The business soon went downhill, and around 1980, Grégoire Ahongbonon faced a period of great difficulty. It was so hard that the father of six children thought of committing suicide: “I had become miserable; I had lost everything in no time … I almost killed myself. I was lucky enough to meet a priest. He was a French missionary who took the time to listen to me and who supported me a lot.”

In 1982, this priest sent him on a pilgrimage to Jerusalem. It was a great turning point in his life, and Grégoire returned a deeply transformed man. “During this pilgrimage, I understood that the Church is the business of all Christians, and that it must be built. I asked myself this question: what was my stone to lay in its foundation?”.

Together with his wife Léontine, Grégoire started leading prayer groups and went to the Bouaké hospital to visit the sick. He discovered totally destitute patients, often abandoned in their rooms. “In Africa, patients who cannot afford to pay for their care are left to die. They are totally neglected, and this situation continues today,” laments Grégoire Ahongbonon. His vocation was found – he would seek God among the poorest.

In West Africa, many people with mental illnesses have no access to proper medical care.

“I had become a parent to these patients. I washed them, I found food and medicine for them,” explains the activist. He also went to prisons, a place of great suffering, where Grégoire helped set up a dispensary so that the nurses-in-training from the Bouaké Faculty of Medicine could provide assistance to the inmates. As if by a miracle, his business picked up again, and he used the money he earned to support the sick.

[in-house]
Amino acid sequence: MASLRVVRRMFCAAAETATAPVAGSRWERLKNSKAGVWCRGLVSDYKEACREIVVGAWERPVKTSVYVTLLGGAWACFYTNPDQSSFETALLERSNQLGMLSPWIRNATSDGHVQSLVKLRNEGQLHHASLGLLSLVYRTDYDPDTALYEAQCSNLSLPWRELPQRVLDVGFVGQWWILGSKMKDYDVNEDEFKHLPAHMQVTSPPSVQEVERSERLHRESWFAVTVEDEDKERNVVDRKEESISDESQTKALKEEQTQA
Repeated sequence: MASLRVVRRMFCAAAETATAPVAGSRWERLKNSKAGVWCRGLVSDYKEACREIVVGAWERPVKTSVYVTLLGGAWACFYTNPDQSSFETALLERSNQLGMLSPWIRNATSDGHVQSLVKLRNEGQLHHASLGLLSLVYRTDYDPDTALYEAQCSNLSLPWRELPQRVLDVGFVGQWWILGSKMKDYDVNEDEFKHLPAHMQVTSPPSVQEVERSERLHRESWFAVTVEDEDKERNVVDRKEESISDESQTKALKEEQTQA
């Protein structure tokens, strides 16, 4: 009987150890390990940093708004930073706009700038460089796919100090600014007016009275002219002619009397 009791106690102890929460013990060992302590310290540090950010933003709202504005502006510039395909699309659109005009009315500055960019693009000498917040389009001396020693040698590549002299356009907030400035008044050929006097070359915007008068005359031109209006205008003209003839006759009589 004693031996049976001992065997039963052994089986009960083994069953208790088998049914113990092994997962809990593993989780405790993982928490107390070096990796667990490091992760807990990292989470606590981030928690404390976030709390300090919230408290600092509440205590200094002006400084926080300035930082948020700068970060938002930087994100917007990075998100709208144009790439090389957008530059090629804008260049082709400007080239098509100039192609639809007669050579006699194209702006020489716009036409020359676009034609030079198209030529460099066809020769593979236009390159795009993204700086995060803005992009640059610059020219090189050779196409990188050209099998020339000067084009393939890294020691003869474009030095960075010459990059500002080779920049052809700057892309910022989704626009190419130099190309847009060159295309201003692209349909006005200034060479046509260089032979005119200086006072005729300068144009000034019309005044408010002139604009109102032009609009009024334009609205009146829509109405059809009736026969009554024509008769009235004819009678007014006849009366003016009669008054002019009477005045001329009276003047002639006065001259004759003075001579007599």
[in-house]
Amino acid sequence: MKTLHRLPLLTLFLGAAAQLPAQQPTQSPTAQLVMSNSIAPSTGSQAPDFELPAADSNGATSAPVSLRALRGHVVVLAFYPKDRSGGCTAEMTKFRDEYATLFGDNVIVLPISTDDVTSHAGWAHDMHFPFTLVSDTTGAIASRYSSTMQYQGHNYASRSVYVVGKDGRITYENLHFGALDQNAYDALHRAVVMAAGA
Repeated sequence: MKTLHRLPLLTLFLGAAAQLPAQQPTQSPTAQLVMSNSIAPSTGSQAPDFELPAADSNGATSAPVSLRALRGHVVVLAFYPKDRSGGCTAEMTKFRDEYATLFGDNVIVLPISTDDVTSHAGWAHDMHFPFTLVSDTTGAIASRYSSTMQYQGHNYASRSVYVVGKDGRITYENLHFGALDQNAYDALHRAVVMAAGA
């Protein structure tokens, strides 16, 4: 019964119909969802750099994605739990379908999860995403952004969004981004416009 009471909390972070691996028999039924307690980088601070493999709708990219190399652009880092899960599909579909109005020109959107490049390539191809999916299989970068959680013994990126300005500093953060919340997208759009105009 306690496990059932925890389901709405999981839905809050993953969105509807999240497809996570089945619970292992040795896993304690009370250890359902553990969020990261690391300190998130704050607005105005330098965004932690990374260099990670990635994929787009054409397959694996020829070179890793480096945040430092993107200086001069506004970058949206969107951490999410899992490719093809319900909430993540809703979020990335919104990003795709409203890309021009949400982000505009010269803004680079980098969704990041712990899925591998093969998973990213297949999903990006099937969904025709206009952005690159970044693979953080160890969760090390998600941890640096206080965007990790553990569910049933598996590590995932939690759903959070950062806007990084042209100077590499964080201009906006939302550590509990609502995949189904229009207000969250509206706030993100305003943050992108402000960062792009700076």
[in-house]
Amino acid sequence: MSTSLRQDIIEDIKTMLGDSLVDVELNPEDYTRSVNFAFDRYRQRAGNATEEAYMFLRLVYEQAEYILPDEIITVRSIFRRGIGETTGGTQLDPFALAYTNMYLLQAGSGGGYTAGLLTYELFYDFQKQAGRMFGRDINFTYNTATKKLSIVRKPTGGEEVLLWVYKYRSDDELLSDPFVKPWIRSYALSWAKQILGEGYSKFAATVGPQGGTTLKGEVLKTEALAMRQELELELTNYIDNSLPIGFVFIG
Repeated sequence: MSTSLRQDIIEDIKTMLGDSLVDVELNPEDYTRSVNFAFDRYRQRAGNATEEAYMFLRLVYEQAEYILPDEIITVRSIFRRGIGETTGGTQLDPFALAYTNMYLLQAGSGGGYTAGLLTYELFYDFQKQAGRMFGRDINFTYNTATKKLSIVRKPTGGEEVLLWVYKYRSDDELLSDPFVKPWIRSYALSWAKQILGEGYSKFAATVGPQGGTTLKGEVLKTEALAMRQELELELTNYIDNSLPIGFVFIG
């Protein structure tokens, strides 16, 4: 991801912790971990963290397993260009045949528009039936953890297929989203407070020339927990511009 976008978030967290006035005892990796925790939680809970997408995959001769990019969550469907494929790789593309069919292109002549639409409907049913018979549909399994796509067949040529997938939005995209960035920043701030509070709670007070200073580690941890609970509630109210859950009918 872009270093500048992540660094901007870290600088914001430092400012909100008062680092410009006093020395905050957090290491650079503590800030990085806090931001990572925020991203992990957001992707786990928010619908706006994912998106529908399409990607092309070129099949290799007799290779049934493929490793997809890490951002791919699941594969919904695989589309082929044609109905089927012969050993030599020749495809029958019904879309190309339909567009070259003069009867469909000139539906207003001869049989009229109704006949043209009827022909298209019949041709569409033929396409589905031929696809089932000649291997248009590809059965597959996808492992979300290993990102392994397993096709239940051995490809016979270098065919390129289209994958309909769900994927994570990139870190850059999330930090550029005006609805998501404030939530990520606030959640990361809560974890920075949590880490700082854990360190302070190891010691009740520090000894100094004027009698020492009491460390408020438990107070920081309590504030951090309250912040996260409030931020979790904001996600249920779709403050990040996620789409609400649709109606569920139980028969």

In 1990, Grégoire Ahongbonon came across a naked gaunt man in the streets of Bouaké, going through a trash can in hope of finding food. He couldn’t pass him by. “I saw Jesus in this wandering man with a mental illness. In Africa, everyone is afraid of these patients; they are the forgotten of the forgotten, abandoned by all. They are considered to be possessed by the devil. I had also had this prejudice, but I stopped being afraid,” recalls the activist.

In many African countries, people with mental illnesses are often abandoned or kept in chains by their families who cannot afford proper medical care and feel overwhelmed by dealing with the disease. Grégoire Ahongbonon went out to look for these people and discovered “men, women and children who sought to be loved, like everyone else.”

A year later, he created the St Camille Association. With his wife Léontine, he provided food and fresh water to the mentally ill, but there remained a bigger problem of finding a safe shelter for them. In 1993, Grégoire Ahongbonon garnered support from the Minister of Health, who provided the Association with a room of 2,400 m², where the first center for the mentally ill was opened a year later, on July 14, 1994.